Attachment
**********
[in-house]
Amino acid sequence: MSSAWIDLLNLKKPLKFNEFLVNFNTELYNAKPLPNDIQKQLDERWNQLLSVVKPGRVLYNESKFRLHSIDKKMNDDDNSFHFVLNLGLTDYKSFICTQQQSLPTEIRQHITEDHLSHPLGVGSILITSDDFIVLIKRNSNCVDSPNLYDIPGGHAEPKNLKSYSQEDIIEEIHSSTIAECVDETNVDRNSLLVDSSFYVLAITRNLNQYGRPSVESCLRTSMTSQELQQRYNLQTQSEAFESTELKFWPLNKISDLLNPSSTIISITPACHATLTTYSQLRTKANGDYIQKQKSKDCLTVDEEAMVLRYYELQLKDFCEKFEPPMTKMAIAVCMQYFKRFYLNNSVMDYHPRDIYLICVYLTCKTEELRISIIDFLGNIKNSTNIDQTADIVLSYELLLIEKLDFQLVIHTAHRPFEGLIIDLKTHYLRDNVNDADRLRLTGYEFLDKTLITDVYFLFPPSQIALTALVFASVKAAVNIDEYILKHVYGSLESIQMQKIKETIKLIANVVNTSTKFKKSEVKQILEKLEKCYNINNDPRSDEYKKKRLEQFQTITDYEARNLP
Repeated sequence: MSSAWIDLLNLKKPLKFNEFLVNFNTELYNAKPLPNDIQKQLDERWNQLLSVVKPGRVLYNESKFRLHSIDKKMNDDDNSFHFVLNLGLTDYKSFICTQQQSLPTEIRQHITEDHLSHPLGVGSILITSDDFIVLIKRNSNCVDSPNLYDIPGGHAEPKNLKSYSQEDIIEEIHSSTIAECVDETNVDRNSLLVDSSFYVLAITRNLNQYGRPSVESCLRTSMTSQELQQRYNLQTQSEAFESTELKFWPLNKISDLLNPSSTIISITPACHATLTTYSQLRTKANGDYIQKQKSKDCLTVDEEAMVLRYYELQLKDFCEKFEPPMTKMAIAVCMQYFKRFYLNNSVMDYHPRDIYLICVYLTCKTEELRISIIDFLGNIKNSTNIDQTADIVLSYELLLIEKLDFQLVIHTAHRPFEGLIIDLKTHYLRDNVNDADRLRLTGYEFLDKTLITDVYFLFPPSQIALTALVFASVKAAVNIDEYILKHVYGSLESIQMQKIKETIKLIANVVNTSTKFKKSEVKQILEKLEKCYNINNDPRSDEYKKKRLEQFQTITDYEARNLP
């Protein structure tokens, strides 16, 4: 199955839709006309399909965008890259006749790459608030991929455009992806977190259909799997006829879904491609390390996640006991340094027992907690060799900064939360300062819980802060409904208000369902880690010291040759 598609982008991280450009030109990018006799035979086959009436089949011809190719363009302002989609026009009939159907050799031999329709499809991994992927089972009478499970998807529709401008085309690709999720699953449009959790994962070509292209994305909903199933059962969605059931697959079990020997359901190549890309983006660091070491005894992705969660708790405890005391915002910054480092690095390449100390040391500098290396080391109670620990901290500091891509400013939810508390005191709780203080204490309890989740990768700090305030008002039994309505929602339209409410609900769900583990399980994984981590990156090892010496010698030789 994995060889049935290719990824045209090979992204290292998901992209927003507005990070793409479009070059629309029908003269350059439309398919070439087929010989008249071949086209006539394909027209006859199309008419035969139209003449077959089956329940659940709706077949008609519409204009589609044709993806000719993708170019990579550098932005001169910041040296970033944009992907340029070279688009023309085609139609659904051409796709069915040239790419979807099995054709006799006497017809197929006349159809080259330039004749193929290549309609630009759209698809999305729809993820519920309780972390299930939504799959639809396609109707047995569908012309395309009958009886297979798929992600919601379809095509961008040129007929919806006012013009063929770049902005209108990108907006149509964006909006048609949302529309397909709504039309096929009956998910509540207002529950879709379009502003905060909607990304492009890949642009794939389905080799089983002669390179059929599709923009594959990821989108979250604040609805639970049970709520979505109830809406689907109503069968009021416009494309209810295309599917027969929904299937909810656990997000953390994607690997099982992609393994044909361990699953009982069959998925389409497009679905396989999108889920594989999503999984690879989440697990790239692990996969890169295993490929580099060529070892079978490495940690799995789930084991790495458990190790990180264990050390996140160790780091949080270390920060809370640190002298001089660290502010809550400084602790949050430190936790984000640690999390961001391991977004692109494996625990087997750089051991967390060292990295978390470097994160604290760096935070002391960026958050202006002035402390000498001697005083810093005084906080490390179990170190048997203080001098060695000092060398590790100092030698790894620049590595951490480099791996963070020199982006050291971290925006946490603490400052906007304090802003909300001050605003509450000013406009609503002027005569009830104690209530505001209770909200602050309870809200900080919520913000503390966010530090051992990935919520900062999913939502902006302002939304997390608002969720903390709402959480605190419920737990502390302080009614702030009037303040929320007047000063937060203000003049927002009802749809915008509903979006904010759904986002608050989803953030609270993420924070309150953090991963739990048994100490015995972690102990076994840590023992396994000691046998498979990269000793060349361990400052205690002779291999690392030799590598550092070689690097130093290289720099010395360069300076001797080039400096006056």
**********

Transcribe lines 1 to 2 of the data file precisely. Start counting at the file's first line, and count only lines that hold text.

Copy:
[in-house]
Amino acid sequence: MSSAWIDLLNLKKPLKFNEFLVNFNTELYNAKPLPNDIQKQLDERWNQLLSVVKPGRVLYNESKFRLHSIDKKMNDDDNSFHFVLNLGLTDYKSFICTQQQSLPTEIRQHITEDHLSHPLGVGSILITSDDFIVLIKRNSNCVDSPNLYDIPGGHAEPKNLKSYSQEDIIEEIHSSTIAECVDETNVDRNSLLVDSSFYVLAITRNLNQYGRPSVESCLRTSMTSQELQQRYNLQTQSEAFESTELKFWPLNKISDLLNPSSTIISITPACHATLTTYSQLRTKANGDYIQKQKSKDCLTVDEEAMVLRYYELQLKDFCEKFEPPMTKMAIAVCMQYFKRFYLNNSVMDYHPRDIYLICVYLTCKTEELRISIIDFLGNIKNSTNIDQTADIVLSYELLLIEKLDFQLVIHTAHRPFEGLIIDLKTHYLRDNVNDADRLRLTGYEFLDKTLITDVYFLFPPSQIALTALVFASVKAAVNIDEYILKHVYGSLESIQMQKIKETIKLIANVVNTSTKFKKSEVKQILEKLEKCYNINNDPRSDEYKKKRLEQFQTITDYEARNLP